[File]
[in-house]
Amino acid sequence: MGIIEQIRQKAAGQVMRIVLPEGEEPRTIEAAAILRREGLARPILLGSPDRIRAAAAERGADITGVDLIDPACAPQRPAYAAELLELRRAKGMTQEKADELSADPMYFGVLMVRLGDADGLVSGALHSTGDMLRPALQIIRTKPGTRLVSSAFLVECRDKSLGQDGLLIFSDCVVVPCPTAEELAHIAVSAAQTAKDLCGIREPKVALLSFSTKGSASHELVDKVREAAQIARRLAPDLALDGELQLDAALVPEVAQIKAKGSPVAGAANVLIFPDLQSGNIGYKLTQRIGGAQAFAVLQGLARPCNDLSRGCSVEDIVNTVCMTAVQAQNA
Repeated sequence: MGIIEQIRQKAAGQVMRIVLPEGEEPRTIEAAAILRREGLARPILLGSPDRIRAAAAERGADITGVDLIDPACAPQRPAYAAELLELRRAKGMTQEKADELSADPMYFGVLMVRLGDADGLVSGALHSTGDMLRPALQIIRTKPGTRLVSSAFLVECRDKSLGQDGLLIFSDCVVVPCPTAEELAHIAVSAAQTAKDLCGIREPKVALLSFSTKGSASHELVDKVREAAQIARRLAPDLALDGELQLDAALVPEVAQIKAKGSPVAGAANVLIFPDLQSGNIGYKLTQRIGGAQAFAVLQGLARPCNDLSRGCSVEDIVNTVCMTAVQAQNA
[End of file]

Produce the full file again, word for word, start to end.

[in-house]
Amino acid sequence: MGIIEQIRQKAAGQVMRIVLPEGEEPRTIEAAAILRREGLARPILLGSPDRIRAAAAERGADITGVDLIDPACAPQRPAYAAELLELRRAKGMTQEKADELSADPMYFGVLMVRLGDADGLVSGALHSTGDMLRPALQIIRTKPGTRLVSSAFLVECRDKSLGQDGLLIFSDCVVVPCPTAEELAHIAVSAAQTAKDLCGIREPKVALLSFSTKGSASHELVDKVREAAQIARRLAPDLALDGELQLDAALVPEVAQIKAKGSPVAGAANVLIFPDLQSGNIGYKLTQRIGGAQAFAVLQGLARPCNDLSRGCSVEDIVNTVCMTAVQAQNA
Repeated sequence: MGIIEQIRQKAAGQVMRIVLPEGEEPRTIEAAAILRREGLARPILLGSPDRIRAAAAERGADITGVDLIDPACAPQRPAYAAELLELRRAKGMTQEKADELSADPMYFGVLMVRLGDADGLVSGALHSTGDMLRPALQIIRTKPGTRLVSSAFLVECRDKSLGQDGLLIFSDCVVVPCPTAEELAHIAVSAAQTAKDLCGIREPKVALLSFSTKGSASHELVDKVREAAQIARRLAPDLALDGELQLDAALVPEVAQIKAKGSPVAGAANVLIFPDLQSGNIGYKLTQRIGGAQAFAVLQGLARPCNDLSRGCSVEDIVNTVCMTAVQAQNA